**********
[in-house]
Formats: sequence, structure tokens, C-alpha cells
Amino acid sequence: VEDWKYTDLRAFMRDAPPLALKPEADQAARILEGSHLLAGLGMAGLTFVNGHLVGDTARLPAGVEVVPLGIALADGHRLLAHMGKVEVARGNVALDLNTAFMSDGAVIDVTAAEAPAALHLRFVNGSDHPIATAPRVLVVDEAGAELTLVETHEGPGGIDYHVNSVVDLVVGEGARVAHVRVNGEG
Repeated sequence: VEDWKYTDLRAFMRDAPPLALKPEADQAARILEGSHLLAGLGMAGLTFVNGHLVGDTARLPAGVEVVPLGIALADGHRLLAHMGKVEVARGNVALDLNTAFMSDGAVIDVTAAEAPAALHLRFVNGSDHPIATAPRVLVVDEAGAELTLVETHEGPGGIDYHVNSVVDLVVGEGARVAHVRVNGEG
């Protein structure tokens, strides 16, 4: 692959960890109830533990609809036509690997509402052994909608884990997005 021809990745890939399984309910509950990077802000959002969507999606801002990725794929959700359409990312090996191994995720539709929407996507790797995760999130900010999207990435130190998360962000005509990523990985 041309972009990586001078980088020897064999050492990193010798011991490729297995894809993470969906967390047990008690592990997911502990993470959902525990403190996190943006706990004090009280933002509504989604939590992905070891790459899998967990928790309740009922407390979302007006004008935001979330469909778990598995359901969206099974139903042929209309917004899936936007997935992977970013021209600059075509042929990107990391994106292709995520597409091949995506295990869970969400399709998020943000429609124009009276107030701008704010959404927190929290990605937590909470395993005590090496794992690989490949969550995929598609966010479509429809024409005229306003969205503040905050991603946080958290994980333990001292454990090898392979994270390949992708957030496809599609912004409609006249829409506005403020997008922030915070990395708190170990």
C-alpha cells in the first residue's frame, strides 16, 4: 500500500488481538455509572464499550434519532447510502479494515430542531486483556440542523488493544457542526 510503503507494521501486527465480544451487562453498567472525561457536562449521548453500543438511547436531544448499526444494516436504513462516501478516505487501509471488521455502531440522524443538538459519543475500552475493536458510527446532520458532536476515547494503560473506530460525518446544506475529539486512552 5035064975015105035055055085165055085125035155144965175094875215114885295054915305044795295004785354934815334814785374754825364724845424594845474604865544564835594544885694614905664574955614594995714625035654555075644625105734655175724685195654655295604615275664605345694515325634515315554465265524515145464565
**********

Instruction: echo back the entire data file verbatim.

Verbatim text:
[in-house]
Formats: sequence, structure tokens, C-alpha cells
Amino acid sequence: VEDWKYTDLRAFMRDAPPLALKPEADQAARILEGSHLLAGLGMAGLTFVNGHLVGDTARLPAGVEVVPLGIALADGHRLLAHMGKVEVARGNVALDLNTAFMSDGAVIDVTAAEAPAALHLRFVNGSDHPIATAPRVLVVDEAGAELTLVETHEGPGGIDYHVNSVVDLVVGEGARVAHVRVNGEG
Repeated sequence: VEDWKYTDLRAFMRDAPPLALKPEADQAARILEGSHLLAGLGMAGLTFVNGHLVGDTARLPAGVEVVPLGIALADGHRLLAHMGKVEVARGNVALDLNTAFMSDGAVIDVTAAEAPAALHLRFVNGSDHPIATAPRVLVVDEAGAELTLVETHEGPGGIDYHVNSVVDLVVGEGARVAHVRVNGEG
């Protein structure tokens, strides 16, 4: 692959960890109830533990609809036509690997509402052994909608884990997005 021809990745890939399984309910509950990077802000959002969507999606801002990725794929959700359409990312090996191994995720539709929407996507790797995760999130900010999207990435130190998360962000005509990523990985 041309972009990586001078980088020897064999050492990193010798011991490729297995894809993470969906967390047990008690592990997911502990993470959902525990403190996190943006706990004090009280933002509504989604939590992905070891790459899998967990928790309740009922407390979302007006004008935001979330469909778990598995359901969206099974139903042929209309917004899936936007997935992977970013021209600059075509042929990107990391994106292709995520597409091949995506295990869970969400399709998020943000429609124009009276107030701008704010959404927190929290990605937590909470395993005590090496794992690989490949969550995929598609966010479509429809024409005229306003969205503040905050991603946080958290994980333990001292454990090898392979994270390949992708957030496809599609912004409609006249829409506005403020997008922030915070990395708190170990």
C-alpha cells in the first residue's frame, strides 16, 4: 500500500488481538455509572464499550434519532447510502479494515430542531486483556440542523488493544457542526 510503503507494521501486527465480544451487562453498567472525561457536562449521548453500543438511547436531544448499526444494516436504513462516501478516505487501509471488521455502531440522524443538538459519543475500552475493536458510527446532520458532536476515547494503560473506530460525518446544506475529539486512552 5035064975015105035055055085165055085125035155144965175094875215114885295054915305044795295004785354934815334814785374754825364724845424594845474604865544564835594544885694614905664574955614594995714625035654555075644625105734655175724685195654655295604615275664605345694515325634515315554465265524515145464565